US plans ban on emotional support animals

The United States department of transportation is seeking public comment on proposed amendments to regulations on the transportation of service animals by air.

The body covers the travel of animals on commercial flights through the Air Carrier Access Act.

Officials hope to restrict the right of free travel to dogs that are trained to help people with disabilities.

The proposals are designed to address concerns raised by airlines that the system is being misused.

However, individuals with disabilities will be protected, the department said.

“The department recognises the integral role that service animals play in the lives of many individuals with disabilities and wants to ensure that individuals with disabilities can continue using their service animals while also reducing the likelihood that passengers wishing to travel with their pets on aircraft will be able to falsely claim their pets are service animals,” explained a statement.

Under the plans, emotional support animals will no-longer be classed as service animals.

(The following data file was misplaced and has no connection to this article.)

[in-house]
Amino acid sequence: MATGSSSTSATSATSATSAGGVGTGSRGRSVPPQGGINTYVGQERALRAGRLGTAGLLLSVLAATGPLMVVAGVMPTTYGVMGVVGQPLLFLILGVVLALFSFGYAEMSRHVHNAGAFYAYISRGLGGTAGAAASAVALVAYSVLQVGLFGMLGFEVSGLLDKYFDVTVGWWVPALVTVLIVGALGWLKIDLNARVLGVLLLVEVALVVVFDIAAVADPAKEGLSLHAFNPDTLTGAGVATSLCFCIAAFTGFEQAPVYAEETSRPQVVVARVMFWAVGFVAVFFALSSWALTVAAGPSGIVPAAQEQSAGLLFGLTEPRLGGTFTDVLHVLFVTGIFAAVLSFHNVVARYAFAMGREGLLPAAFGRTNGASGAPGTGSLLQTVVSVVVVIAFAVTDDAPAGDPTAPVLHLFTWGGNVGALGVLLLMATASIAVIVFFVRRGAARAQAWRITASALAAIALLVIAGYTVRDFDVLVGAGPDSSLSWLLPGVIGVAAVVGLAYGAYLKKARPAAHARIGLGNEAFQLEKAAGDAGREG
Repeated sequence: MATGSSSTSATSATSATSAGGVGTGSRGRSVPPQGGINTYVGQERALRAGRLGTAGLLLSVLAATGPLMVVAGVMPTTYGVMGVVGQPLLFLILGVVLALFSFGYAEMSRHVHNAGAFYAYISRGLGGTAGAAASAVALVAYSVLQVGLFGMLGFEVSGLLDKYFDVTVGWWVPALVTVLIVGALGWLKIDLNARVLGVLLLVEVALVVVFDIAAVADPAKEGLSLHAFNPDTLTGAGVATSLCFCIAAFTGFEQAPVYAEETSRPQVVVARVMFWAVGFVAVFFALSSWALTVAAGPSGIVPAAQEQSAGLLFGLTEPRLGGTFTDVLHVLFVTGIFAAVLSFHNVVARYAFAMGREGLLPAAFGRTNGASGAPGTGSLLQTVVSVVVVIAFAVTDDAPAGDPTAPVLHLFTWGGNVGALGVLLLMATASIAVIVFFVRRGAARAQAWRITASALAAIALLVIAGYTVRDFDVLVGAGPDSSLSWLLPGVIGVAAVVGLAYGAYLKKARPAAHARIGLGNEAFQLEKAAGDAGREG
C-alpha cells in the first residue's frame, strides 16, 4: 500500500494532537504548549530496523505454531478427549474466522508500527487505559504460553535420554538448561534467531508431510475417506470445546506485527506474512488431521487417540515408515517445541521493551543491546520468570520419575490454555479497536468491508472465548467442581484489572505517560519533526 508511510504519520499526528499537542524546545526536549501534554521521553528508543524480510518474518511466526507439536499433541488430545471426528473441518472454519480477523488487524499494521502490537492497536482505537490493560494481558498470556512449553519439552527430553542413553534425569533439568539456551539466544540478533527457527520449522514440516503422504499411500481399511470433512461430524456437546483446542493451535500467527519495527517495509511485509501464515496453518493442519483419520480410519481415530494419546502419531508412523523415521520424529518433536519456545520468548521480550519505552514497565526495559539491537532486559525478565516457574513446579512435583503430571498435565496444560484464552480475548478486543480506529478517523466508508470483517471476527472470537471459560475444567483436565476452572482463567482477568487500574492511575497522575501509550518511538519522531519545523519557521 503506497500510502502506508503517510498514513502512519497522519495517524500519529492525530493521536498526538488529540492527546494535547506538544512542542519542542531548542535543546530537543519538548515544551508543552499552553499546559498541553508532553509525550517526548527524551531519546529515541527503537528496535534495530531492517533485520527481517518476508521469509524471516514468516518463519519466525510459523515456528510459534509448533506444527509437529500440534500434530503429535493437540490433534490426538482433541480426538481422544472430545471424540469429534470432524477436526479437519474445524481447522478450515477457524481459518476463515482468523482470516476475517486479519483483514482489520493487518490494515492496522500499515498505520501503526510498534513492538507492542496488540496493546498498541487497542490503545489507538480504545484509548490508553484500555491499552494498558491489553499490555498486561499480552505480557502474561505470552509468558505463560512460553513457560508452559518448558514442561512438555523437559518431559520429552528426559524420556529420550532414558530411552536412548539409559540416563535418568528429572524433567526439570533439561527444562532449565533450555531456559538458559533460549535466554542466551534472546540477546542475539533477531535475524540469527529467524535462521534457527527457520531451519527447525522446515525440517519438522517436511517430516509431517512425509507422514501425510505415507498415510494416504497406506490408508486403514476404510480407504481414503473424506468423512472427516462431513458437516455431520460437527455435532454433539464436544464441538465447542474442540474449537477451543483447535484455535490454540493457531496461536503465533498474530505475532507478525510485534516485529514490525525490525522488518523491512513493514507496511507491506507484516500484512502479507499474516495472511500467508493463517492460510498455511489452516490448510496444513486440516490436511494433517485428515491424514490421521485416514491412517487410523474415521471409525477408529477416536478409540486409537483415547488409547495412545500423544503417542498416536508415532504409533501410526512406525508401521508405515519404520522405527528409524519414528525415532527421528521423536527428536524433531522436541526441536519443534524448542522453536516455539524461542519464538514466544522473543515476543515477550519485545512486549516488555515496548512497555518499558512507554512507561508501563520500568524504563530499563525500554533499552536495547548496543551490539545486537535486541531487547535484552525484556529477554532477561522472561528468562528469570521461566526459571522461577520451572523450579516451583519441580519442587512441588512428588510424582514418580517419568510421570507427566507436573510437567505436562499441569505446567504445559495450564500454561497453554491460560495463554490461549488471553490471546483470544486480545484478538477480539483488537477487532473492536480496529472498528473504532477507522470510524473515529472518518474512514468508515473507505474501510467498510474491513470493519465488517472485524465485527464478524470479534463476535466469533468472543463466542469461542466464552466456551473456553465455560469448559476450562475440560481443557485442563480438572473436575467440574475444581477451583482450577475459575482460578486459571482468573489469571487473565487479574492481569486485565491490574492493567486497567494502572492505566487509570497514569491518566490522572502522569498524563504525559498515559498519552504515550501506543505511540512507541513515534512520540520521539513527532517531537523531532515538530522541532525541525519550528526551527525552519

Airlines for America, representing United States-based carriers, applauded the move.

“Airlines want all passengers and crew to have a safe and comfortable flying experience, and we are confident the proposed rule will go a long way in ensuring a safer and healthier experience for everyone,” said Airlines for America chief executive, Nicholas Calio.

“We commend secretary Chao for her leadership providing the clarity travellers, employees and airlines need by ensuring only dogs trained to perform specific tasks for individuals with disabilities are allowed onboard aircraft.”

Airlines for America argued the increased availability of fraudulent emotional support animal credentials has enabled people who are not truly in need of animal assistance to abuse the rules and evade airline policies regarding animals in the cabin.

This has led to an increase in incidents by untrained animals threatening the health and safety of passengers, crew and passengers with disabilities travelling with legitimate service animals, the body added.

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